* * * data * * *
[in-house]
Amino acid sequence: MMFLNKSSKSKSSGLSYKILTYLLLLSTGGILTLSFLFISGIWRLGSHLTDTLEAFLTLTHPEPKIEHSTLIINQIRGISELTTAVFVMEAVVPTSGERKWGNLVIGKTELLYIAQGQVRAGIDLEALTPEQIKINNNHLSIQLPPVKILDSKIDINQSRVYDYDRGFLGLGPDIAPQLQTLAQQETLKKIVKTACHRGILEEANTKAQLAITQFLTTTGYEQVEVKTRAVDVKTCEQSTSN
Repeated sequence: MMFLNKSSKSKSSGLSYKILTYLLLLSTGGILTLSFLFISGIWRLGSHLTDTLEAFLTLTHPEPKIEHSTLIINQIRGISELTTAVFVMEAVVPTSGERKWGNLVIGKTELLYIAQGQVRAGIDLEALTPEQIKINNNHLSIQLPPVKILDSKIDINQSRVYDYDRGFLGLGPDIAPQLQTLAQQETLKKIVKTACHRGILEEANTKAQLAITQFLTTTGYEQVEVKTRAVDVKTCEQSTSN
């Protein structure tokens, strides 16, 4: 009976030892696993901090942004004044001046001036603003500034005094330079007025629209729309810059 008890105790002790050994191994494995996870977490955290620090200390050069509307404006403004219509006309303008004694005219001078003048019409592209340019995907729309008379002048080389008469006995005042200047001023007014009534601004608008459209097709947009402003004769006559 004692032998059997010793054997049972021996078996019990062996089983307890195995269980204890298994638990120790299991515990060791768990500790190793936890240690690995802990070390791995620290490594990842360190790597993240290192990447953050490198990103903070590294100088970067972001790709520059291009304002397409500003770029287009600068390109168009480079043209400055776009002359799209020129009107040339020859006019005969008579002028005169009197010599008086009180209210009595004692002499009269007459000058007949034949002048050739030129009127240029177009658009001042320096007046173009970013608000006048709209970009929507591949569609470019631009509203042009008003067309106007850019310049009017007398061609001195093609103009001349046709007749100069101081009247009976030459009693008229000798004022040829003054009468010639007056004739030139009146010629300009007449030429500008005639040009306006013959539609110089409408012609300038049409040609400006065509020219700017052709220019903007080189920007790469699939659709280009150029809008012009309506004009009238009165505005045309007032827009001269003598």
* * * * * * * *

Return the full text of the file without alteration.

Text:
[in-house]
Amino acid sequence: MMFLNKSSKSKSSGLSYKILTYLLLLSTGGILTLSFLFISGIWRLGSHLTDTLEAFLTLTHPEPKIEHSTLIINQIRGISELTTAVFVMEAVVPTSGERKWGNLVIGKTELLYIAQGQVRAGIDLEALTPEQIKINNNHLSIQLPPVKILDSKIDINQSRVYDYDRGFLGLGPDIAPQLQTLAQQETLKKIVKTACHRGILEEANTKAQLAITQFLTTTGYEQVEVKTRAVDVKTCEQSTSN
Repeated sequence: MMFLNKSSKSKSSGLSYKILTYLLLLSTGGILTLSFLFISGIWRLGSHLTDTLEAFLTLTHPEPKIEHSTLIINQIRGISELTTAVFVMEAVVPTSGERKWGNLVIGKTELLYIAQGQVRAGIDLEALTPEQIKINNNHLSIQLPPVKILDSKIDINQSRVYDYDRGFLGLGPDIAPQLQTLAQQETLKKIVKTACHRGILEEANTKAQLAITQFLTTTGYEQVEVKTRAVDVKTCEQSTSN
């Protein structure tokens, strides 16, 4: 009976030892696993901090942004004044001046001036603003500034005094330079007025629209729309810059 008890105790002790050994191994494995996870977490955290620090200390050069509307404006403004219509006309303008004694005219001078003048019409592209340019995907729309008379002048080389008469006995005042200047001023007014009534601004608008459209097709947009402003004769006559 004692032998059997010793054997049972021996078996019990062996089983307890195995269980204890298994638990120790299991515990060791768990500790190793936890240690690995802990070390791995620290490594990842360190790597993240290192990447953050490198990103903070590294100088970067972001790709520059291009304002397409500003770029287009600068390109168009480079043209400055776009002359799209020129009107040339020859006019005969008579002028005169009197010599008086009180209210009595004692002499009269007459000058007949034949002048050739030129009127240029177009658009001042320096007046173009970013608000006048709209970009929507591949569609470019631009509203042009008003067309106007850019310049009017007398061609001195093609103009001349046709007749100069101081009247009976030459009693008229000798004022040829003054009468010639007056004739030139009146010629300009007449030429500008005639040009306006013959539609110089409408012609300038049409040609400006065509020219700017052709220019903007080189920007790469699939659709280009150029809008012009309506004009009238009165505005045309007032827009001269003598």